To control the growth of the leaky blood vessels, a drug called Macugen is injected directly into the vitreous body of the eye. The drug then diffuses throughout the retina and choroid. Your ophthalmologist will take precautions to minimize the risks of injection.

    Inside the eye, Macugen binds strongly to the abnormal VEGF proteins it comes in contact with. This prevents the VEGF molecules from stimulating further blood vessel growth and leakage.

    Over a period of weeks, Macugen is slowly absorbed into the circulatory system, and excreted from the body. In order to keep an adequate amount of medicine in the eye, injections are repeated every 6 weeks. Initial studies show that a course of therapy of one or two years may be necessary to stabilize vision in most patients. However, the majority of patients do not enjoy an improvement in vision.

    b) Lucentis

    Lucentis is a new drug that stops leakage, bleeding and further growth of new blood vessels by blocking the action of VEGF (vascular endothelial growth factor) . It was recently approved by the US FDA (www.lucentis.com). Lucentis treatment involves injecting the drug into the vitreous body of the eye. As it diffuses throughout the back of the eye, the drug comes in contact with VEGF proteins in the damaged area of the retina and choroid. Lucentis binds to the VEGF proteins, preventing them from stimulating further blood vessel growth and leakage.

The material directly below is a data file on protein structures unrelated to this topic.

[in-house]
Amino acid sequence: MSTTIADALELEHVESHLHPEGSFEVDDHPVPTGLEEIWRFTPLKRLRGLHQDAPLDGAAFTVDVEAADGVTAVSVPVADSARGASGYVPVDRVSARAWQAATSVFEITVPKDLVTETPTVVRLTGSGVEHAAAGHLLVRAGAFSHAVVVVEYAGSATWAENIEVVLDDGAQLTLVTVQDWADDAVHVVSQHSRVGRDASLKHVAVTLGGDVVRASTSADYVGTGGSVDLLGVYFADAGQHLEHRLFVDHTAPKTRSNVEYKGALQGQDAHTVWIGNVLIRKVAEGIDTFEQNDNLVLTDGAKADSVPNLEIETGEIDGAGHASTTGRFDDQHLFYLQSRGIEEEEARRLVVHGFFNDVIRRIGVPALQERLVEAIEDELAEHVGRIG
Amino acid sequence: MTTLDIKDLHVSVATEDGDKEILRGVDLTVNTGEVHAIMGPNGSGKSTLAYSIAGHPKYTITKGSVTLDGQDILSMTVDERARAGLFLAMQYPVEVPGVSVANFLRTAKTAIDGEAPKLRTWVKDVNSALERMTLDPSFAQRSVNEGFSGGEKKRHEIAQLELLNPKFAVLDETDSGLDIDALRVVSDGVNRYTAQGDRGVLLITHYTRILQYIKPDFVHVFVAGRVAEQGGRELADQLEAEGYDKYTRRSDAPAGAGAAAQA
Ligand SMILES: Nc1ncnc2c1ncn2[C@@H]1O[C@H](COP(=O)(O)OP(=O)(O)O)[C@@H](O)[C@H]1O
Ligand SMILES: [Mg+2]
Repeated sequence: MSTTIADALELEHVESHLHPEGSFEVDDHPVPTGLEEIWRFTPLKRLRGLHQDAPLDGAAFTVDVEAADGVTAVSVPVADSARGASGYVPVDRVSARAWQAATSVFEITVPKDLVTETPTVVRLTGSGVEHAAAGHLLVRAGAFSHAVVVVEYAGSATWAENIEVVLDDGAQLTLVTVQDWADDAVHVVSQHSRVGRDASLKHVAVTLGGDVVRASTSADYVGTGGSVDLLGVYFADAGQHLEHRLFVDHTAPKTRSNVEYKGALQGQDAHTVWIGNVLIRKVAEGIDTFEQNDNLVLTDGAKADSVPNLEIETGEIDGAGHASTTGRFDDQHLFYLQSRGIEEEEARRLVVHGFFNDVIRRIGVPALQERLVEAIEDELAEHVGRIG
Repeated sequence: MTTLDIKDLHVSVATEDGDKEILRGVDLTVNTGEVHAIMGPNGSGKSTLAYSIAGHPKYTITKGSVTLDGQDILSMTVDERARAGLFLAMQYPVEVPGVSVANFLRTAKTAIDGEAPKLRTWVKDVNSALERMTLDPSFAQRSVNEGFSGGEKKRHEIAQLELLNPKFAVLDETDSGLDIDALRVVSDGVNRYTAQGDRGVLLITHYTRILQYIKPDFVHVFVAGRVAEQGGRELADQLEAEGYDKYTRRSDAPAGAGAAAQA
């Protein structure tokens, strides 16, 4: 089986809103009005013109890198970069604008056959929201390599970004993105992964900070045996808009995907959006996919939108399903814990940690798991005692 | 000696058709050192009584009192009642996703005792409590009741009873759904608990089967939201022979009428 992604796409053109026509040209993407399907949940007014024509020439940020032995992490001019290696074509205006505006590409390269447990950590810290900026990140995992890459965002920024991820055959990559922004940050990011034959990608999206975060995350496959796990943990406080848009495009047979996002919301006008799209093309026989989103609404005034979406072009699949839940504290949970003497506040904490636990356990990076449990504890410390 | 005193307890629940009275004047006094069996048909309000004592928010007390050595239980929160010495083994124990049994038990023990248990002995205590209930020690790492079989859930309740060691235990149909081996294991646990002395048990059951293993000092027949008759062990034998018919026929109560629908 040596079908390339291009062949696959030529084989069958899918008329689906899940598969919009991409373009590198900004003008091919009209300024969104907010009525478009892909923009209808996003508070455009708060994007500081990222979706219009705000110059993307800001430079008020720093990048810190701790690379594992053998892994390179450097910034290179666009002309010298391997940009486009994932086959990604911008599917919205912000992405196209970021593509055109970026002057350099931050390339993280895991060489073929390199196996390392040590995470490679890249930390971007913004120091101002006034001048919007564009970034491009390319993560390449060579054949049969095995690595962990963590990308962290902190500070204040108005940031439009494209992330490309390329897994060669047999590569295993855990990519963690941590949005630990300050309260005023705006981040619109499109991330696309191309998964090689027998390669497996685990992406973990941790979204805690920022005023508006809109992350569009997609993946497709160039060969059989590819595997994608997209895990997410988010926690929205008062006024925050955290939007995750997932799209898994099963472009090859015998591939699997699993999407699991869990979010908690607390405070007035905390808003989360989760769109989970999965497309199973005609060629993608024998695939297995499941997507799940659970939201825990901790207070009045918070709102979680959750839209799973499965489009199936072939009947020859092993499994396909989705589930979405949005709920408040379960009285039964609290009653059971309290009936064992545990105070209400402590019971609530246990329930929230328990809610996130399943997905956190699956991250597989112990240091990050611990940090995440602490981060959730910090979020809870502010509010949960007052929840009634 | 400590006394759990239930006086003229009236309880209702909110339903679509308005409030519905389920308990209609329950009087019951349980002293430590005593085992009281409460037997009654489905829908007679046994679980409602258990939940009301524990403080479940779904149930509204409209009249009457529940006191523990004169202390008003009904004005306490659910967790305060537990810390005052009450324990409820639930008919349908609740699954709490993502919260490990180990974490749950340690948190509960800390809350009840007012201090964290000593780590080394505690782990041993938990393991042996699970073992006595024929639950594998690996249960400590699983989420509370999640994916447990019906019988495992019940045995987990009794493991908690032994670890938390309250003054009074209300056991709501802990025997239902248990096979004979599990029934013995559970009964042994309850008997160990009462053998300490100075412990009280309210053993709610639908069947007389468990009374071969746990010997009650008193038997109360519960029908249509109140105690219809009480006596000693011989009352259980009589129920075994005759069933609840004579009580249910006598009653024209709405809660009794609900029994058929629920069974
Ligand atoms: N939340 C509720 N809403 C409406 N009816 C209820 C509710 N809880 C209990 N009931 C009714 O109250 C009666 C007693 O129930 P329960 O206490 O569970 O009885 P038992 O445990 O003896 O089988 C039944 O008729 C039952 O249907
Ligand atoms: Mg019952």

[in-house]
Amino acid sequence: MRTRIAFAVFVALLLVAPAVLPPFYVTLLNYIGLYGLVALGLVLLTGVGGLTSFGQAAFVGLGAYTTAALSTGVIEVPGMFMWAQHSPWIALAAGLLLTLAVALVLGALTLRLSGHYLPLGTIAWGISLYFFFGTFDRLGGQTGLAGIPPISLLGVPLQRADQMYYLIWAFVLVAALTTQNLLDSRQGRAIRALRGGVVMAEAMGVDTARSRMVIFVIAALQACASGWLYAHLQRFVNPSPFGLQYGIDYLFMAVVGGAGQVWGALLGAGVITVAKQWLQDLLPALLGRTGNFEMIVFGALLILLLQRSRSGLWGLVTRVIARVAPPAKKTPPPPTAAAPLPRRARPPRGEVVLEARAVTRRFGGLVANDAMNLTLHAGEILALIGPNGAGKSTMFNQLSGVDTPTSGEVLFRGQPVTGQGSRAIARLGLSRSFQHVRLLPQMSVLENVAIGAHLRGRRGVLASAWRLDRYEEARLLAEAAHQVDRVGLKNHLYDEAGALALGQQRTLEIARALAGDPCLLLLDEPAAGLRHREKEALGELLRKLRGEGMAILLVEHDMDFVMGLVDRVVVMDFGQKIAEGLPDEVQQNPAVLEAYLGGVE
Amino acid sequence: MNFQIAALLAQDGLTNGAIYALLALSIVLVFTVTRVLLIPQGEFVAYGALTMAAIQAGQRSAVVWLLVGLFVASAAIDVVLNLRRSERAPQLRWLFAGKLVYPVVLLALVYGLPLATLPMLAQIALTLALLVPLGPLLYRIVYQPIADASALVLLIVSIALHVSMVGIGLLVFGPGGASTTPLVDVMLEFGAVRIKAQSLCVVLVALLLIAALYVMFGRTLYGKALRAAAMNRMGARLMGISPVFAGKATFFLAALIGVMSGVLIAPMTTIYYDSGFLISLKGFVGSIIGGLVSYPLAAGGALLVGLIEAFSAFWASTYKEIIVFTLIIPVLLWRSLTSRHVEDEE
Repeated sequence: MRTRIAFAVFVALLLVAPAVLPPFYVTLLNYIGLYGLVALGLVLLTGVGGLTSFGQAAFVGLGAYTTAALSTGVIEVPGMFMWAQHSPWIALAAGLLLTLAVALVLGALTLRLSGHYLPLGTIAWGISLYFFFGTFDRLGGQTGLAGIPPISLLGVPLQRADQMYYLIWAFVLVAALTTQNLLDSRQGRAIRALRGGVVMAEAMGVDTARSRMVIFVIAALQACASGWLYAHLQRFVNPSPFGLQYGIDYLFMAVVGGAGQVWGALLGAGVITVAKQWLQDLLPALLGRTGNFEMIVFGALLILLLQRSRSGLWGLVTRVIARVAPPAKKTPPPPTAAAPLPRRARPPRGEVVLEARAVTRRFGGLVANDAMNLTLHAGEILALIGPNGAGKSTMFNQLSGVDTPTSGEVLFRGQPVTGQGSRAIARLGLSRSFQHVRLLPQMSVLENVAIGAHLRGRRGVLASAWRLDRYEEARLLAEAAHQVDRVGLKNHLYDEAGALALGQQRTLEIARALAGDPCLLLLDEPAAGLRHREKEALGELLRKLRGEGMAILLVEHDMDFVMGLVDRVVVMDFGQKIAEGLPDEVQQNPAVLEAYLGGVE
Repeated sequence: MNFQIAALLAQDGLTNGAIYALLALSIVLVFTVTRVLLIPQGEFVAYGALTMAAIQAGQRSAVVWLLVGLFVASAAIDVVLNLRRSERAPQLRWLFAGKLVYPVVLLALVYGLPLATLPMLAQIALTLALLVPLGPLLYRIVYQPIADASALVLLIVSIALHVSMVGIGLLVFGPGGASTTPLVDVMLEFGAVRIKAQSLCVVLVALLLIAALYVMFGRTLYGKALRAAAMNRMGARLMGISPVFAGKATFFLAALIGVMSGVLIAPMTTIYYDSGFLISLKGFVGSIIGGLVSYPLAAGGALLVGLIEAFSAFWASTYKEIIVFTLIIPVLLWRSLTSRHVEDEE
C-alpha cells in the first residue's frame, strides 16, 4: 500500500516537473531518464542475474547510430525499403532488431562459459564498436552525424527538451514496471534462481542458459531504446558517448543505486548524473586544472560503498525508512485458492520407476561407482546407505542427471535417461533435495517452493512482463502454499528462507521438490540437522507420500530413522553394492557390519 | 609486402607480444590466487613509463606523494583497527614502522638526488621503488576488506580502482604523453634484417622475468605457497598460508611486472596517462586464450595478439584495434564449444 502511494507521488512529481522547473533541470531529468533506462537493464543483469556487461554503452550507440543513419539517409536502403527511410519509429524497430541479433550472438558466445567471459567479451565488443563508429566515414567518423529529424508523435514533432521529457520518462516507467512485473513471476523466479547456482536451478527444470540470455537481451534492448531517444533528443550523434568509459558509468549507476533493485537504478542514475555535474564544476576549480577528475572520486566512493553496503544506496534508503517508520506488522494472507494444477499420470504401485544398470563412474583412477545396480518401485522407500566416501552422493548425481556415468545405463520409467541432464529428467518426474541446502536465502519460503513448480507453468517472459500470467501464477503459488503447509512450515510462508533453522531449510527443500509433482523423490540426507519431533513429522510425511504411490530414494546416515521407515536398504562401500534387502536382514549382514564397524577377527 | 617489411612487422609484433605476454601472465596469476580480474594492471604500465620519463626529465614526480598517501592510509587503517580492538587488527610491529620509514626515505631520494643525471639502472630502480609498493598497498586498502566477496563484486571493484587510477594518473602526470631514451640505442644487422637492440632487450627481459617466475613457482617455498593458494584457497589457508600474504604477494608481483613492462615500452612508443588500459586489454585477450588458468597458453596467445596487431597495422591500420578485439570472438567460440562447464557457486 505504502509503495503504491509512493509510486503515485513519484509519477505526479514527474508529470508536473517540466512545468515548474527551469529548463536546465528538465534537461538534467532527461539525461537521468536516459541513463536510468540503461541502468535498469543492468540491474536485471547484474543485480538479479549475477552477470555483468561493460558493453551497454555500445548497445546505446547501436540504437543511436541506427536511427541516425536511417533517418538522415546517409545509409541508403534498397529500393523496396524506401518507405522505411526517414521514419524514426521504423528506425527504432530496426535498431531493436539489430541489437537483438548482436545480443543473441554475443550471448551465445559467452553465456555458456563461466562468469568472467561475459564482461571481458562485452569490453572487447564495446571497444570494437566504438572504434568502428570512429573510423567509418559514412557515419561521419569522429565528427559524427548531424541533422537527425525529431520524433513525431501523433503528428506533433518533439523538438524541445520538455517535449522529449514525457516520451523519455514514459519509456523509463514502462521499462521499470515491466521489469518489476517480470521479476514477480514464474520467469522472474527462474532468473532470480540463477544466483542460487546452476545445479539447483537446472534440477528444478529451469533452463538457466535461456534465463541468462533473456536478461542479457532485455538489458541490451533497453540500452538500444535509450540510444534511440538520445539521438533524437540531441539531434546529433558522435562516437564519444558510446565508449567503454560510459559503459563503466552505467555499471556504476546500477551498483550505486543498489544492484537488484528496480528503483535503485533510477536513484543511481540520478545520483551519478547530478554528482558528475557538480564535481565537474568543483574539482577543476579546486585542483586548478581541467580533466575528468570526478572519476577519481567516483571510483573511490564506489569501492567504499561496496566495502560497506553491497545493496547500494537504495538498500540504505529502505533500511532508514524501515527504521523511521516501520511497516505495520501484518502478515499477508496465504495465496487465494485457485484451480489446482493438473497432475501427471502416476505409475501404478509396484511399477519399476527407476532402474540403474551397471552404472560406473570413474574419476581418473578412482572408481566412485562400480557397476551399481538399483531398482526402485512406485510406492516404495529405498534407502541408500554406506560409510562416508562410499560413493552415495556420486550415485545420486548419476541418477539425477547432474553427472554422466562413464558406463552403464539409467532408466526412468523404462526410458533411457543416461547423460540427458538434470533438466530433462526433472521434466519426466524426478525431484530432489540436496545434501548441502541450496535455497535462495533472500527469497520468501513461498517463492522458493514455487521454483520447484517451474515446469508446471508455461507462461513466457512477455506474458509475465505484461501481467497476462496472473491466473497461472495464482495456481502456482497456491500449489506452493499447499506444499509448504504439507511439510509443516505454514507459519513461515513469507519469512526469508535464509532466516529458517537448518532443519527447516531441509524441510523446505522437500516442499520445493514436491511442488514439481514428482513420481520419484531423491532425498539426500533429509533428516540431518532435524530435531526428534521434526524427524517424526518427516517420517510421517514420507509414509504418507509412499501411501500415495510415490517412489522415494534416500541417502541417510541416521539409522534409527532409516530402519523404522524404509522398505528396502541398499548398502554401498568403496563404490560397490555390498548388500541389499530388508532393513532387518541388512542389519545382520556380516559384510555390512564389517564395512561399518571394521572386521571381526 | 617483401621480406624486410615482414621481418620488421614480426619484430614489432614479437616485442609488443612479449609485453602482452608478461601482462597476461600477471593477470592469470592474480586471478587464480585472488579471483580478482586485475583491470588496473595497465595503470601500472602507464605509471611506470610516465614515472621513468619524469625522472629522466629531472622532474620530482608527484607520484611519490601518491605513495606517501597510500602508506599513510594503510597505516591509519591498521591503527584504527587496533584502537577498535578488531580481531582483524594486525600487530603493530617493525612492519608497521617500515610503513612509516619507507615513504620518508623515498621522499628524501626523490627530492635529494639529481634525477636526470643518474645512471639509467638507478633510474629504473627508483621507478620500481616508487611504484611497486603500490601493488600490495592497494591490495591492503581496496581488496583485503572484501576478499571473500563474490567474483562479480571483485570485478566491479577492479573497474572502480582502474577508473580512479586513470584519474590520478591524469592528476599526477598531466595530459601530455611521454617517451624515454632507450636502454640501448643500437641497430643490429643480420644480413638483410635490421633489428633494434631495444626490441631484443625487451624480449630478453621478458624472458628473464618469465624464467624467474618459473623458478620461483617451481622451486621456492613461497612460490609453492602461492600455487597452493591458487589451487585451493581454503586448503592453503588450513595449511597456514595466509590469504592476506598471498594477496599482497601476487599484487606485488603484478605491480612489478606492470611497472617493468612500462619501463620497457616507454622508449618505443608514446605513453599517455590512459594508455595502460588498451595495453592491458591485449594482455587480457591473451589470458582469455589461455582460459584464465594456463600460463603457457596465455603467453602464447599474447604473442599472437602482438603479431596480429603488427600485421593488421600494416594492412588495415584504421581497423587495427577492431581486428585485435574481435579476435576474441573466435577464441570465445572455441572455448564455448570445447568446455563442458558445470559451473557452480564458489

To initiate therapy, 3 injections are given every 4 weeks. Lucentis offers hope of improvement in vision for some patients while stabilizing vision in the majority of patients.

    Other drugs which target the production of VEGF, the circulation of VEGF, or the receptor for VEGF are currently under investigation in preliminary clinical trials. Research is also underway to develop better methods of delivering drugs to the eye to reduce the need for frequent injections.